NBA Creates Rule Allowing for Four-Point Shot (Satire)

Richard ZowieCorrespondent IJuly 7, 2009

DETROIT - APRIL 06:  Ty Lawson #5 of the North Carolina Tar Heels moves the ball across half court while taking on the Michigan State Spartans in the second half during the 2009 NCAA Division I Men's Basketball National Championship game at Ford Field on April 6, 2009 in Detroit, Michigan.  (Photo by Streeter Lecka/Getty Images)

Not even Kobe Bryant with his four NBA championships has been able to fill the void left in the NBA when Michael Jordan retired for a third time while he embarked on a “I really, really, really, really mean it this time!” farewell tour with the Washington Wizards.


And with famous bad boy Dennis Rodman deciding to embark on reality television shows rather than lace up his shoes and grab rebounds, the NBA is now featuring a new rule to increase scoring and generate more excitement.


The four-point shot.


Effective this next season, any shot made from behind the half-court line will count for four points.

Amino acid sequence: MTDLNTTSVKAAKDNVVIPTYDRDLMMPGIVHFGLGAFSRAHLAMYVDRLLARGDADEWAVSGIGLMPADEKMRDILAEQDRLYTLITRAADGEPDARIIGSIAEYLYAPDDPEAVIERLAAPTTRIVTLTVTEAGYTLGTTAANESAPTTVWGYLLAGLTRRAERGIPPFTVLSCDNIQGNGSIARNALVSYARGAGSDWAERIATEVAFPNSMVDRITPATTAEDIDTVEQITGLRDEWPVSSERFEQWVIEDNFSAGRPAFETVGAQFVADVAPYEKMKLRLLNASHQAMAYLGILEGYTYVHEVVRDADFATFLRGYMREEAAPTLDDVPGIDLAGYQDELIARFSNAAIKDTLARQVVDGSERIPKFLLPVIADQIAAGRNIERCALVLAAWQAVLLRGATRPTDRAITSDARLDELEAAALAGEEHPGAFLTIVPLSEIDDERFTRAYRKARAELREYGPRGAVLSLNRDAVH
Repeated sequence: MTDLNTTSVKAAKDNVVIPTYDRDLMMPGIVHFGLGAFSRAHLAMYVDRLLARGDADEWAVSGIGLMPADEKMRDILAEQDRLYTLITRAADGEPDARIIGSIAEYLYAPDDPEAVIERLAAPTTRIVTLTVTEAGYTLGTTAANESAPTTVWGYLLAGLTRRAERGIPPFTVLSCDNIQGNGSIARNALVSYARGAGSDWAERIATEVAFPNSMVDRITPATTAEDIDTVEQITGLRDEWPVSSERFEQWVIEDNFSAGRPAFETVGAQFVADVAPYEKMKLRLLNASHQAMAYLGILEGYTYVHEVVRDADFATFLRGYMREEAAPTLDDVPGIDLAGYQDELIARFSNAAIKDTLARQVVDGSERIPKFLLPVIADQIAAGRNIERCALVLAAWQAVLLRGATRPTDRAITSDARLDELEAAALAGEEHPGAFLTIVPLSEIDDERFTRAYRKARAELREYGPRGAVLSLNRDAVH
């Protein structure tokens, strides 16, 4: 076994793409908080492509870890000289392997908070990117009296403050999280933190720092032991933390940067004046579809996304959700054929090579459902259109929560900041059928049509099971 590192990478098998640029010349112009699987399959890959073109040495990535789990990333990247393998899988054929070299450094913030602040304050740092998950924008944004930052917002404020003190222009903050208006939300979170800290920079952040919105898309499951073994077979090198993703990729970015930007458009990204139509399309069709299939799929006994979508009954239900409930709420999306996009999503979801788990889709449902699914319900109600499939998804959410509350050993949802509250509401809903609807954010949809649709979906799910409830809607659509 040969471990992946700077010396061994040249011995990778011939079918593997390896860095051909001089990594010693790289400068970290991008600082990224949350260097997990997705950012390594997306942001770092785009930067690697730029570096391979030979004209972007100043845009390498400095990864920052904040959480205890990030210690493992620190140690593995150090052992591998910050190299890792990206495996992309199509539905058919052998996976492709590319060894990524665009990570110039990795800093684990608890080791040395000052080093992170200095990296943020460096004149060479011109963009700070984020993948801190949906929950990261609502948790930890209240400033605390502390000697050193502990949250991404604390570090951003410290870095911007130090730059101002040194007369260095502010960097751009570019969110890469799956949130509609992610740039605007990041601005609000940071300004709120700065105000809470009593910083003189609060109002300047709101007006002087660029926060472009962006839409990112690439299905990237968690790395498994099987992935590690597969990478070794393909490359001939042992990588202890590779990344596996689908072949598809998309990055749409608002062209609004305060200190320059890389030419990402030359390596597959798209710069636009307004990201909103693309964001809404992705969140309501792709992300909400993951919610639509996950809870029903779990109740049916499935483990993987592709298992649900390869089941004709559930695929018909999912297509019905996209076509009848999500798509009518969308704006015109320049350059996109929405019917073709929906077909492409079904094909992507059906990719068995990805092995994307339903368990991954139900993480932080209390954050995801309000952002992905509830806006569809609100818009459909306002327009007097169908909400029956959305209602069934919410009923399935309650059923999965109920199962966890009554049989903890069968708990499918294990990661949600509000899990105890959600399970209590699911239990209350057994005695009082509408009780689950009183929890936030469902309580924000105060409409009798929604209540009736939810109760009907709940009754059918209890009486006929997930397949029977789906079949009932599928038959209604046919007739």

This means the shots made at the end of quarters, halves and desperation shots at the end of games could have a bigger impact on the game’s outcome.


If a player is fouled while shooting a four-point shot and does not make the shot, he’ll be given four free throws. If he makes the shot, he’ll be given a free throw for the possibility of five total points.


“We couldn’t convince Michael to make a fourth comeback, and a lot of people still are leery of Kobe because of his sexual assault trial, so we’re desperate to generate excitement,” said NBA commissioner David Stern.


Other potential new rules include: requiring players with Chinese or Japanese-Kanji tattoos to submit the characters and their translations to the commissioner’s office before final approval is granted, switching from burnt orange to bright orange for the official game ball color, and ordering the Utah Jazz to return its team nickname to New Orleans.